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Lesson Plans


All artists are sentient beings.

[ Thread ][ Subject ][ Author ][ Date ]
Mark Alexander (Alexander)mamjam)
Wed, 1 May 1996 12:07:29 -0500


Sandra:

I am so glad you used that word! Sentient. A fine word with which to
describe an artist. An artist must be aware of feeling and sensation, but
also perceptive of more concrete reality.

I agree, Ruby the elephant probably is not sentient. When I presented the
5th grade with the aesthetics exercise of determining whether Ruby's
paintings were art or not, they initially said yes because Ruby used art
tools. Also, we could talk about the paintings using the P & E terms, and
Ruby seemed to make artistic decisions. For example, Ruby seemed to decide
when each painting was done and which color brush to use. They also
thought her paintings were art because people paid money for the paintings.
But then we started talking about how Ruby might have just enjoyed the
attention. Maybe she just liked swinging those wet sticks around and
watching the mess they made on those white things her keepers kept putting
in front of her. I related to them that my dog likes to dig holes in the
yard. They are really beautiful holes! Andy Goldsworthy is an artist that
sometimes digs holes. Does that mean my dog is an artist, too? In the end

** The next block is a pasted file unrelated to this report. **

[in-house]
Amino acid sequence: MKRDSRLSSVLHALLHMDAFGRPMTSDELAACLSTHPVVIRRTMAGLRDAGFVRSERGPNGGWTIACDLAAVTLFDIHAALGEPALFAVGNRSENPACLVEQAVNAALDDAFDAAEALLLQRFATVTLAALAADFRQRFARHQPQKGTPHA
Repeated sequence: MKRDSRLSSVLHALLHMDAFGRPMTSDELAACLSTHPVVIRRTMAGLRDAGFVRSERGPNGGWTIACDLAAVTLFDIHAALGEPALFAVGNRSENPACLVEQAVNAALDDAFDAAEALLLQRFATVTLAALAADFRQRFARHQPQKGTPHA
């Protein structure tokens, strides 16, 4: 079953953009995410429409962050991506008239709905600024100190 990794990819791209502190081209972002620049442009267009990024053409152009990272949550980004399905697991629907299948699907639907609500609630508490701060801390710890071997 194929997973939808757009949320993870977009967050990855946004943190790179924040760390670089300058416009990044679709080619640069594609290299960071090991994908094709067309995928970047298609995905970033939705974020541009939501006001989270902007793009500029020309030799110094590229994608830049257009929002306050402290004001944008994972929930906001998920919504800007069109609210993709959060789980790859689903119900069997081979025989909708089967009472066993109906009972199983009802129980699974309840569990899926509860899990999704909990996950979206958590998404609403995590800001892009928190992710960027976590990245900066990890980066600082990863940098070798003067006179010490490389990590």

we did not reach any concensus.

I wonder where intent belongs when we apply modern definitions to 'ancient
art?' For example, in art history we often study about cave paintings,
religious artifacts, buildings, grain vessels, and many other kinds of
objects as if they were art. We know the original intent was something
else. But then, the concept of art being something seperate from everyday
stuff in regular life is a relatively modern idea. Putting art on a
pedistal rather than considering it as a simple basic fact of existance is
one reason the art budgets in schools are sometimes considered fringe.

Therefore, while I find the exercise of defining art as an act of intention
to be very interesting, I think it might be more productive to see art as
an act of perception (artist's perception, viewer's perception, etc.). To
be an artist one must be finely sensitive, perceptive, and responsive to
everything.

I want to allow Ruby to be an artist. The way the sun is glinting off the
window ledge of my studio right now, could be percieved as art, perhaps
God's art?

As you can see, this thing we teach - I can't seem to pin it down. What
is it?

____________________________________________________________
Mark Alexander
(VERY, VERY soon to graduate!!) art education student at
Central Connecticut State University
mamjam(Mark Alexander)
____________________________________________________________